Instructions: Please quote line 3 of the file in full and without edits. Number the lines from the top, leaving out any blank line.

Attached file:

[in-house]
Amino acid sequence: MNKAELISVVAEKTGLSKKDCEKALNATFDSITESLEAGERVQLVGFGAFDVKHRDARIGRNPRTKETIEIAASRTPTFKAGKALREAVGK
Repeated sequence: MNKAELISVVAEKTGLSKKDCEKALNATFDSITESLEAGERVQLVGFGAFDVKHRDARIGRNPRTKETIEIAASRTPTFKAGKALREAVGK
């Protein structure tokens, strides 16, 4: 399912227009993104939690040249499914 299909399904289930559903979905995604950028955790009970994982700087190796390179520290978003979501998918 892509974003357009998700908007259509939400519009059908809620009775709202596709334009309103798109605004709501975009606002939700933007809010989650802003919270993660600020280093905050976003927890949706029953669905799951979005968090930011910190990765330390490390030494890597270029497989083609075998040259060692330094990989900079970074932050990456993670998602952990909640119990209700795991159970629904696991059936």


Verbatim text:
Repeated sequence: MNKAELISVVAEKTGLSKKDCEKALNATFDSITESLEAGERVQLVGFGAFDVKHRDARIGRNPRTKETIEIAASRTPTFKAGKALREAVGK